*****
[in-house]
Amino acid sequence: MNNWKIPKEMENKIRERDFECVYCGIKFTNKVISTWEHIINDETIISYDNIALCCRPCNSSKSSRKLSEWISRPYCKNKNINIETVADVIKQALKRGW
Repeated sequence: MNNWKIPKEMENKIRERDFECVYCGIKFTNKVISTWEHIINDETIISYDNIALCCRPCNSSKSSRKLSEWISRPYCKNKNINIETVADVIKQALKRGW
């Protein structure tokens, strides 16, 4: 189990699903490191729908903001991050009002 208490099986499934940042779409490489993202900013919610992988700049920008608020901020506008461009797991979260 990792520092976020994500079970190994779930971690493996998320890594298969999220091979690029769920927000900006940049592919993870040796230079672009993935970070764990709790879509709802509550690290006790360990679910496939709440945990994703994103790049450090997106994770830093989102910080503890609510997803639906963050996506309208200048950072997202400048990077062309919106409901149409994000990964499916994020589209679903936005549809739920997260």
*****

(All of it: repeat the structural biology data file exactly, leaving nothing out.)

[in-house]
Amino acid sequence: MNNWKIPKEMENKIRERDFECVYCGIKFTNKVISTWEHIINDETIISYDNIALCCRPCNSSKSSRKLSEWISRPYCKNKNINIETVADVIKQALKRGW
Repeated sequence: MNNWKIPKEMENKIRERDFECVYCGIKFTNKVISTWEHIINDETIISYDNIALCCRPCNSSKSSRKLSEWISRPYCKNKNINIETVADVIKQALKRGW
């Protein structure tokens, strides 16, 4: 189990699903490191729908903001991050009002 208490099986499934940042779409490489993202900013919610992988700049920008608020901020506008461009797991979260 990792520092976020994500079970190994779930971690493996998320890594298969999220091979690029769920927000900006940049592919993870040796230079672009993935970070764990709790879509709802509550690290006790360990679910496939709440945990994703994103790049450090997106994770830093989102910080503890609510997803639906963050996506309208200048950072997202400048990077062309919106409901149409994000990964499916994020589209679903936005549809739920997260």